Uzbekistan itinerary

I recommend approximately two days in Tashkent, two days in Khiva, three days in Bukhara, and another three in Samarkand, depending on how much time you have for your trip. You can arrive in Tashkent and take connecting trains to Bukhara and Samarkand. The trains are on time and equipped with AC, and tickets cost between $7-25, depending on when you reserve. Buy tickets in advance with a local Uzbek travel agency or buy tickets at the train station.  To get to Khiva, fly from Tashkent to Urgench, and 30 minutes later you’ll find yourself in Khiva.


Tashkent is the largest city in Uzbekistan — a place where, 2,000 years ago, spice merchants and silk traders passed through the famous bazaars on their way to the West. Tashkent is a cosmopolitan city and home to Uzbeks, Kazakhs, descendents of Mongols, Tajiks, and other ethnicities. The people are predominantly Muslim, and due to the Soviet rule, the city still retains a Soviet flavor. Most people speak Uzbek and Russian. English is not spoken widely amongst the older generation, but I got by just fine with a lot of smiles and some creative sign language. I addressed the locals with “asalam alaykum” (a traditional greeting) and said thank you — “spaseeba” — in Russian, and this seemed to delight everyone into engaging with me!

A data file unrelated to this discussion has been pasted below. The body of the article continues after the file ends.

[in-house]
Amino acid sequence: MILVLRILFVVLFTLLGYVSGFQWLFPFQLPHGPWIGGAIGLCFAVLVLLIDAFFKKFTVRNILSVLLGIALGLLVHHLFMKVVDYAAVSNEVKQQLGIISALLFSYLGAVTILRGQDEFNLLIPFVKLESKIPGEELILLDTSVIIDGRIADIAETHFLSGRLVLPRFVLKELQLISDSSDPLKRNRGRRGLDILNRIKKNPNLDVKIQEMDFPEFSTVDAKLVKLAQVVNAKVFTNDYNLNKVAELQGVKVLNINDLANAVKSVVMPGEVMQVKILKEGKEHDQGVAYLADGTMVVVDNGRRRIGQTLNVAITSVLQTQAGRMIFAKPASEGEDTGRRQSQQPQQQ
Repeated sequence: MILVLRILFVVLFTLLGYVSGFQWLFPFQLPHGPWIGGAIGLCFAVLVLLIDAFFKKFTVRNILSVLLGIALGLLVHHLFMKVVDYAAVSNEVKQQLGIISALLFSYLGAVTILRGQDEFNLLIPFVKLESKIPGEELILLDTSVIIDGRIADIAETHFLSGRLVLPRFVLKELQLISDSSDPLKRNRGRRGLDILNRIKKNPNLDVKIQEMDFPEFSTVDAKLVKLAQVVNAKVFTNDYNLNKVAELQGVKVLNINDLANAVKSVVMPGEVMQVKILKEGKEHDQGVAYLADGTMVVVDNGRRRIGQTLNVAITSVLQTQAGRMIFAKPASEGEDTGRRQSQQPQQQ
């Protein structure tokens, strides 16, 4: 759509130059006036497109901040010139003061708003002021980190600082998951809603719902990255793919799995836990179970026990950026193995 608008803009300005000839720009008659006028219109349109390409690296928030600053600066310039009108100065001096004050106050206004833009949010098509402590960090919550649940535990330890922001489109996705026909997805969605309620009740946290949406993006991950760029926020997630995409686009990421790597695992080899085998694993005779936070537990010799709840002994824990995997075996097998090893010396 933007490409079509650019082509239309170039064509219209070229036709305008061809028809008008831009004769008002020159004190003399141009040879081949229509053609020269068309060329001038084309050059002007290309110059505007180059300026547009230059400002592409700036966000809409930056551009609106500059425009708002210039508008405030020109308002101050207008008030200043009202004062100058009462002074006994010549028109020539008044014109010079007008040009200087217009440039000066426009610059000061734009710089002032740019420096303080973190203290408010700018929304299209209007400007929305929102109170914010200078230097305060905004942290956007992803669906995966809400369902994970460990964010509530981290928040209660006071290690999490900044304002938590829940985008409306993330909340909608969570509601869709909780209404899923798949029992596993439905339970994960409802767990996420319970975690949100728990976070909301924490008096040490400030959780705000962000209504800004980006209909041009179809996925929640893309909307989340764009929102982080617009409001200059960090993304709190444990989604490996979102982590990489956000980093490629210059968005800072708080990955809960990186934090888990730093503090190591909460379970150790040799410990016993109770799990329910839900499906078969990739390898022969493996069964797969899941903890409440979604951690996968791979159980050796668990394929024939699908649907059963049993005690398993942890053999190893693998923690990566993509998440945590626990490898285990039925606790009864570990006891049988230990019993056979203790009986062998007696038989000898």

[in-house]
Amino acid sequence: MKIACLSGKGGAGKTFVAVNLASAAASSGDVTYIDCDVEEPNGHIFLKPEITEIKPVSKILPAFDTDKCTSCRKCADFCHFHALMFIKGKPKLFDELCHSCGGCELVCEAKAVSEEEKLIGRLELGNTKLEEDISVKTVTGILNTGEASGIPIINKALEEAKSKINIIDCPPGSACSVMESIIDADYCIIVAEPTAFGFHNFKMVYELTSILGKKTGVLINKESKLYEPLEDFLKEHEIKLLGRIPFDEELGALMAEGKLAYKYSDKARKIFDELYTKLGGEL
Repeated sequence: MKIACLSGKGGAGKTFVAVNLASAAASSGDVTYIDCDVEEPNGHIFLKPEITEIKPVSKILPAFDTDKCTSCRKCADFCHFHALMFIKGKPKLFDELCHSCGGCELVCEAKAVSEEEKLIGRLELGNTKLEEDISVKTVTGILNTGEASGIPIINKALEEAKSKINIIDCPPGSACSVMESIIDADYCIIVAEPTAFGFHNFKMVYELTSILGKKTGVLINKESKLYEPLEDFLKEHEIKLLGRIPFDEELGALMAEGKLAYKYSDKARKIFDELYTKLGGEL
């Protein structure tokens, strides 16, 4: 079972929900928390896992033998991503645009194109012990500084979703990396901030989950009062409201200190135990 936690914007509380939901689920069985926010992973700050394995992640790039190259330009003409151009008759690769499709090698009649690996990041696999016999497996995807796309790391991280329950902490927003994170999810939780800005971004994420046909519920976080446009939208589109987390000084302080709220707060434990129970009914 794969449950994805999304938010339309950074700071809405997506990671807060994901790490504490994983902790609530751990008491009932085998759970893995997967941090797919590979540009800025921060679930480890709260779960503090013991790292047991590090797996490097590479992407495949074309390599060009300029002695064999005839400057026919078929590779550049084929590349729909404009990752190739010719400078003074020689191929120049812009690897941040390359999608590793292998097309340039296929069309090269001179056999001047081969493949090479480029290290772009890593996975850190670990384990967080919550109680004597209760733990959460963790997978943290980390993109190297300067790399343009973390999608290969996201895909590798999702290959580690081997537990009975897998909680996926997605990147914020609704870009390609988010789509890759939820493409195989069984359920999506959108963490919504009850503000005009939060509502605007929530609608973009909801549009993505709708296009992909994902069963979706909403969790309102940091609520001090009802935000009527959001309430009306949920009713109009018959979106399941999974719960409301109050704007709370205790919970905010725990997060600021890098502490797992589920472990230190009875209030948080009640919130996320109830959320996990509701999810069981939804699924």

Must-see places in Tashkent

  •  Metro - The most practical way to travel in Tashkent is to go underground. The Soviet-designed metro is a work of art that crisscrosses the city. For the first time, you can now take photos inside the metro, which is a must, as every station is decorated beautifully with mosaics, chandeliers, space-themed ceilings, etc. You must buy a token from the kiosk underground before you travel; a single ride costs 1,200 soum. (I found it was pretty easy to hail a cab in Tashkent as well. Even though taxi drivers don’t necessarily all speak English, I would tell them the destination that they almost always seemed to recognize, and then we agreed on a random amount to pay at the end of the ride, which was always between $2-5.)